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7. This device "bound" paper together:

warrenrandalcarr / pixabay.com
  1. A Paper Back Binder
  2. A Six-ringed Binder
  3. A Sketch Book
  4. Three-ringed Binder
Today, 40 - 60 million 3-ringed binders are sold in the United States each year. That's roughly 1 binder for every 5 people living in the country.
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8. Using __________, Kathy painted this for her pops in art class:

Color Brush / shutterstock.com
  1. Number 2 Pencils
  2. Oil Paints
  3. Water Color Paints
  4. Crayola Crayons
Even people back in the stone ages liked to use water colors! While today they are made with a mix of powdered pigments and glue, in the Middle Ages, artists made water colors by grinding earth vegetables and fibers with eggs. Yum!
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9. What would the school librarian jealously organize in here?

homestead1997 / pixabay.com
  1. Mice
  2. Books
  3. Her Afternoon Snacks
  4. Shoes
You can thank the French Revolution for these beauties! The first library card catalogue was created in France, after the Revolution, when the country's new government confiscated all religious books from churches. By the 1950s, library cards, indexed painstakingly into card catalogues, were school house essentials. Digital indexing, of course, was not yet possible. The first digital card catalogue was not invented until the 1980s!
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10. Uhoh! Mistakes are hard to fix on a:

pellethepoet / flickr.com
  1. Desktop Computer
  2. Typewriter
  3. Laptop
  4. Notebook
By the 1950s, educators believed that the use of a typewriter in the classroom would stimulate children's interest in spelling, writing, and reading, and reduce behavioural problems. Of course, unlike laptops today, typewriters had no internet or gaming capabilities.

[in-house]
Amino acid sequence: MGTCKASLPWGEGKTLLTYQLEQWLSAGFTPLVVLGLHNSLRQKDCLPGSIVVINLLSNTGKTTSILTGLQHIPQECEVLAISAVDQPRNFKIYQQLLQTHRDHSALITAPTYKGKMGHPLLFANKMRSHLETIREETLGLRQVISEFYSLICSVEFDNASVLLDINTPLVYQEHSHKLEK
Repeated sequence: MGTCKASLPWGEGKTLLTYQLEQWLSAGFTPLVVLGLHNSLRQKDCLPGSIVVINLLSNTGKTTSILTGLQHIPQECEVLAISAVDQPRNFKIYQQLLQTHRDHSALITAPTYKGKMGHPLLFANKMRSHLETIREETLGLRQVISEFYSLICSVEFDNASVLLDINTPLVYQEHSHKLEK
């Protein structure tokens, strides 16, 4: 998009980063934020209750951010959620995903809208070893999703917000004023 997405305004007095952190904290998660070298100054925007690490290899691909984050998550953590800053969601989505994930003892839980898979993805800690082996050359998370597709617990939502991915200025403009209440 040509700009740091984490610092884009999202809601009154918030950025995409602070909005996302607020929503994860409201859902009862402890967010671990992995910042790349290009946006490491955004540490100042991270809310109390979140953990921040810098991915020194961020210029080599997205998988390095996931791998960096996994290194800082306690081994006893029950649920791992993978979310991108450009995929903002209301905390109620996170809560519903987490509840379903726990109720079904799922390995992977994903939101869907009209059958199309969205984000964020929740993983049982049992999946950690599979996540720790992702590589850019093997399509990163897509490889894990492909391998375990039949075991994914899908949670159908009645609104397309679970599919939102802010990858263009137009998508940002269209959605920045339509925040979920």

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11. Congrats! You get a:

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  1. A Star Sticker
  2. A Golden Coin
  3. A Dinosaur
  4. A Symbol of Abject Failure
A gold star is the pinnacle of academic achievement, and a visual reminder of just _who_ in the class is a teacher's pet, and who needs to do just a _little bit more_ studying. The downside? Not getting a gold star often generates disappointment, resentment, and mistrust among dejected students.
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12. What kind of books are these?

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  1. Romance Novels
  2. Comic Books
  3. The Harry Potter Series
  4. Textbooks
While textbooks still exist within many classrooms today, they are increasingly going digital. Pearson, one of the world's biggest textbook publishers, is leading the charge, having announced a "digital first" strategy. That's a weight off our backs!
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13. This is a part of a:

Coyau / commons.wikimedia.org
  1. Paper Shredder
  2. Electric Pencil Sharpener
  3. Eraser
  4. Crank Pencil Sharpener
Remember, before tablets and laptops, when pencils were all the rage? Crank pencil sharpeners were the answer to all of the classroom's most pressing questions.
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14. Don't have any paper? Then you don't need these:

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  1. Rubber Band
  2. Paper Clip
  3. Staple
  4. Clothespin